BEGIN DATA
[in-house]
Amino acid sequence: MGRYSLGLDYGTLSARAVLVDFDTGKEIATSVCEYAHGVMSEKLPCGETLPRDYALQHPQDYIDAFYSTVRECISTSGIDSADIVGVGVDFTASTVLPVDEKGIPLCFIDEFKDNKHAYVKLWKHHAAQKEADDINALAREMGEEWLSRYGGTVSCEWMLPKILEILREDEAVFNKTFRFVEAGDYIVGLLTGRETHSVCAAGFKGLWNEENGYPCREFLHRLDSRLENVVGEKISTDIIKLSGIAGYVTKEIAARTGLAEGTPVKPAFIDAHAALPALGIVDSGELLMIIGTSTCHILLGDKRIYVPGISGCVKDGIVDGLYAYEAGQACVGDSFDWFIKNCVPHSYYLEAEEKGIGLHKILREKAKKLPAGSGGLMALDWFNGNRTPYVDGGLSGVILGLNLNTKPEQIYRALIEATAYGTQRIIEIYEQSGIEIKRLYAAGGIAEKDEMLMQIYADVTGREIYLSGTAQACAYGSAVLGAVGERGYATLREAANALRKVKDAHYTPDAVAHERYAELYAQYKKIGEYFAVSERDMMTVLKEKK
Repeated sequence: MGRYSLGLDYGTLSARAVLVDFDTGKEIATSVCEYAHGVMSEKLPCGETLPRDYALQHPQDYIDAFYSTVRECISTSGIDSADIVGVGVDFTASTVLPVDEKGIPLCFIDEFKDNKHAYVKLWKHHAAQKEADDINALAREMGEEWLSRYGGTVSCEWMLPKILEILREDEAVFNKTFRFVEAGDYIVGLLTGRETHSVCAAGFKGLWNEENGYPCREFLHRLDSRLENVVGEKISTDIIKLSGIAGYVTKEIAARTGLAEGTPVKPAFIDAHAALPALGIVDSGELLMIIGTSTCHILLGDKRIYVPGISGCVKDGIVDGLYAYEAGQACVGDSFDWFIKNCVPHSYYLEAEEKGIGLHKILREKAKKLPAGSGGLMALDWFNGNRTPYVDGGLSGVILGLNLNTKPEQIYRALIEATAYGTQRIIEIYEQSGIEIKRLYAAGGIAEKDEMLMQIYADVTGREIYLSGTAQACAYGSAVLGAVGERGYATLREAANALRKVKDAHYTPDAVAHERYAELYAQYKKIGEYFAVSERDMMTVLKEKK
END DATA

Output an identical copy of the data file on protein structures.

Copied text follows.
[in-house]
Amino acid sequence: MGRYSLGLDYGTLSARAVLVDFDTGKEIATSVCEYAHGVMSEKLPCGETLPRDYALQHPQDYIDAFYSTVRECISTSGIDSADIVGVGVDFTASTVLPVDEKGIPLCFIDEFKDNKHAYVKLWKHHAAQKEADDINALAREMGEEWLSRYGGTVSCEWMLPKILEILREDEAVFNKTFRFVEAGDYIVGLLTGRETHSVCAAGFKGLWNEENGYPCREFLHRLDSRLENVVGEKISTDIIKLSGIAGYVTKEIAARTGLAEGTPVKPAFIDAHAALPALGIVDSGELLMIIGTSTCHILLGDKRIYVPGISGCVKDGIVDGLYAYEAGQACVGDSFDWFIKNCVPHSYYLEAEEKGIGLHKILREKAKKLPAGSGGLMALDWFNGNRTPYVDGGLSGVILGLNLNTKPEQIYRALIEATAYGTQRIIEIYEQSGIEIKRLYAAGGIAEKDEMLMQIYADVTGREIYLSGTAQACAYGSAVLGAVGERGYATLREAANALRKVKDAHYTPDAVAHERYAELYAQYKKIGEYFAVSERDMMTVLKEKK
Repeated sequence: MGRYSLGLDYGTLSARAVLVDFDTGKEIATSVCEYAHGVMSEKLPCGETLPRDYALQHPQDYIDAFYSTVRECISTSGIDSADIVGVGVDFTASTVLPVDEKGIPLCFIDEFKDNKHAYVKLWKHHAAQKEADDINALAREMGEEWLSRYGGTVSCEWMLPKILEILREDEAVFNKTFRFVEAGDYIVGLLTGRETHSVCAAGFKGLWNEENGYPCREFLHRLDSRLENVVGEKISTDIIKLSGIAGYVTKEIAARTGLAEGTPVKPAFIDAHAALPALGIVDSGELLMIIGTSTCHILLGDKRIYVPGISGCVKDGIVDGLYAYEAGQACVGDSFDWFIKNCVPHSYYLEAEEKGIGLHKILREKAKKLPAGSGGLMALDWFNGNRTPYVDGGLSGVILGLNLNTKPEQIYRALIEATAYGTQRIIEIYEQSGIEIKRLYAAGGIAEKDEMLMQIYADVTGREIYLSGTAQACAYGSAVLGAVGERGYATLREAANALRKVKDAHYTPDAVAHERYAELYAQYKKIGEYFAVSERDMMTVLKEKK